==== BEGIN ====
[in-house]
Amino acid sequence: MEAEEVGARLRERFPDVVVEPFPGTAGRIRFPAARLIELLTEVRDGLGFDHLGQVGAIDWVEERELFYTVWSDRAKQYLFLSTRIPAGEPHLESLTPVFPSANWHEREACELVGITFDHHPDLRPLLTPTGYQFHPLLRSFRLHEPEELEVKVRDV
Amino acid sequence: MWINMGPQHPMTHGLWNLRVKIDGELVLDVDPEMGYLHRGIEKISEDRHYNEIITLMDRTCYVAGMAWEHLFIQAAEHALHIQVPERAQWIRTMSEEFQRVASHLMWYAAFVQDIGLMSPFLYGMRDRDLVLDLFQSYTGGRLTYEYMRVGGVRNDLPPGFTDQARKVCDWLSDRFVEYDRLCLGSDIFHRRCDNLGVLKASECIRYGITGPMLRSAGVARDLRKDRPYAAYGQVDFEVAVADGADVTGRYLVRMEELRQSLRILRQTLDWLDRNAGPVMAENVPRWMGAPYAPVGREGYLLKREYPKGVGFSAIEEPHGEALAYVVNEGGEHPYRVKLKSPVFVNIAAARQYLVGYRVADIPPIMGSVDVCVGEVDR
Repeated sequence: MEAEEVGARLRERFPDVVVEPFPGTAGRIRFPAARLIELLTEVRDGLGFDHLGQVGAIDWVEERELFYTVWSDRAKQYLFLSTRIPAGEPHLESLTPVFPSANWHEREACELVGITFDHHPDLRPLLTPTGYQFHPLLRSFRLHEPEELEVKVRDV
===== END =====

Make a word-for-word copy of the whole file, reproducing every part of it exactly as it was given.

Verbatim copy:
[in-house]
Amino acid sequence: MEAEEVGARLRERFPDVVVEPFPGTAGRIRFPAARLIELLTEVRDGLGFDHLGQVGAIDWVEERELFYTVWSDRAKQYLFLSTRIPAGEPHLESLTPVFPSANWHEREACELVGITFDHHPDLRPLLTPTGYQFHPLLRSFRLHEPEELEVKVRDV
Amino acid sequence: MWINMGPQHPMTHGLWNLRVKIDGELVLDVDPEMGYLHRGIEKISEDRHYNEIITLMDRTCYVAGMAWEHLFIQAAEHALHIQVPERAQWIRTMSEEFQRVASHLMWYAAFVQDIGLMSPFLYGMRDRDLVLDLFQSYTGGRLTYEYMRVGGVRNDLPPGFTDQARKVCDWLSDRFVEYDRLCLGSDIFHRRCDNLGVLKASECIRYGITGPMLRSAGVARDLRKDRPYAAYGQVDFEVAVADGADVTGRYLVRMEELRQSLRILRQTLDWLDRNAGPVMAENVPRWMGAPYAPVGREGYLLKREYPKGVGFSAIEEPHGEALAYVVNEGGEHPYRVKLKSPVFVNIAAARQYLVGYRVADIPPIMGSVDVCVGEVDR
Repeated sequence: MEAEEVGARLRERFPDVVVEPFPGTAGRIRFPAARLIELLTEVRDGLGFDHLGQVGAIDWVEERELFYTVWSDRAKQYLFLSTRIPAGEPHLESLTPVFPSANWHEREACELVGITFDHHPDLRPLLTPTGYQFHPLLRSFRLHEPEELEVKVRDV